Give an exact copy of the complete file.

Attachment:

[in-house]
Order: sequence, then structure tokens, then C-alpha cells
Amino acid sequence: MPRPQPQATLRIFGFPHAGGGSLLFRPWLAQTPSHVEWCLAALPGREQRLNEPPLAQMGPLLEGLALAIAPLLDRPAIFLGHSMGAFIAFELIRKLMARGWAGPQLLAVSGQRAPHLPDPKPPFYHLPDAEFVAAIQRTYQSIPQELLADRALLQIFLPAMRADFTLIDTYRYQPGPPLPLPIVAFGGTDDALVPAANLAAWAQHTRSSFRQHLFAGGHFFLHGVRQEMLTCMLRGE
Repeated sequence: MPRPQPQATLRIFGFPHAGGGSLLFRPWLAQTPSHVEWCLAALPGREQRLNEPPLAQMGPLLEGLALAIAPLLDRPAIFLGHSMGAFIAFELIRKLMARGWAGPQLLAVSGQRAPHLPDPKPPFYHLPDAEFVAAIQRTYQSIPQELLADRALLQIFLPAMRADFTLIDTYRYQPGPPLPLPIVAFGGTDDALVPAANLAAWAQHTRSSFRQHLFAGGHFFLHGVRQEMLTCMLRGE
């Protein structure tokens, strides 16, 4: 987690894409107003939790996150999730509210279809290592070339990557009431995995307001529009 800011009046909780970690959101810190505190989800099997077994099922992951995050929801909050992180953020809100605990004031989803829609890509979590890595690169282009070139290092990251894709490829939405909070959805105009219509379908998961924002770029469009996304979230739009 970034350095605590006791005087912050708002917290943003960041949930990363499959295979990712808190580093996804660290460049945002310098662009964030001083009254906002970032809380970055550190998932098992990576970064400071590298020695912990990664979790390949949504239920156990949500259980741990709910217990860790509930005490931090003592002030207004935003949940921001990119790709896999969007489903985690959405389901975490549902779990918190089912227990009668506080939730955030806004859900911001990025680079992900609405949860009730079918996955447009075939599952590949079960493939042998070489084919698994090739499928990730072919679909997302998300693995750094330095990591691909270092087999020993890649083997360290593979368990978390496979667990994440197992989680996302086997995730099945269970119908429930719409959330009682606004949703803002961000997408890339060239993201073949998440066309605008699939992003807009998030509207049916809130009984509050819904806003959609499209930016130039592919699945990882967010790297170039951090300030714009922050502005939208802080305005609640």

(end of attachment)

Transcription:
[in-house]
Order: sequence, then structure tokens, then C-alpha cells
Amino acid sequence: MPRPQPQATLRIFGFPHAGGGSLLFRPWLAQTPSHVEWCLAALPGREQRLNEPPLAQMGPLLEGLALAIAPLLDRPAIFLGHSMGAFIAFELIRKLMARGWAGPQLLAVSGQRAPHLPDPKPPFYHLPDAEFVAAIQRTYQSIPQELLADRALLQIFLPAMRADFTLIDTYRYQPGPPLPLPIVAFGGTDDALVPAANLAAWAQHTRSSFRQHLFAGGHFFLHGVRQEMLTCMLRGE
Repeated sequence: MPRPQPQATLRIFGFPHAGGGSLLFRPWLAQTPSHVEWCLAALPGREQRLNEPPLAQMGPLLEGLALAIAPLLDRPAIFLGHSMGAFIAFELIRKLMARGWAGPQLLAVSGQRAPHLPDPKPPFYHLPDAEFVAAIQRTYQSIPQELLADRALLQIFLPAMRADFTLIDTYRYQPGPPLPLPIVAFGGTDDALVPAANLAAWAQHTRSSFRQHLFAGGHFFLHGVRQEMLTCMLRGE
């Protein structure tokens, strides 16, 4: 987690894409107003939790996150999730509210279809290592070339990557009431995995307001529009 800011009046909780970690959101810190505190989800099997077994099922992951995050929801909050992180953020809100605990004031989803829609890509979590890595690169282009070139290092990251894709490829939405909070959805105009219509379908998961924002770029469009996304979230739009 970034350095605590006791005087912050708002917290943003960041949930990363499959295979990712808190580093996804660290460049945002310098662009964030001083009254906002970032809380970055550190998932098992990576970064400071590298020695912990990664979790390949949504239920156990949500259980741990709910217990860790509930005490931090003592002030207004935003949940921001990119790709896999969007489903985690959405389901975490549902779990918190089912227990009668506080939730955030806004859900911001990025680079992900609405949860009730079918996955447009075939599952590949079960493939042998070489084919698994090739499928990730072919679909997302998300693995750094330095990591691909270092087999020993890649083997360290593979368990978390496979667990994440197992989680996302086997995730099945269970119908429930719409959330009682606004949703803002961000997408890339060239993201073949998440066309605008699939992003807009998030509207049916809130009984509050819904806003959609499209930016130039592919699945990882967010790297170039951090300030714009922050502005939208802080305005609640």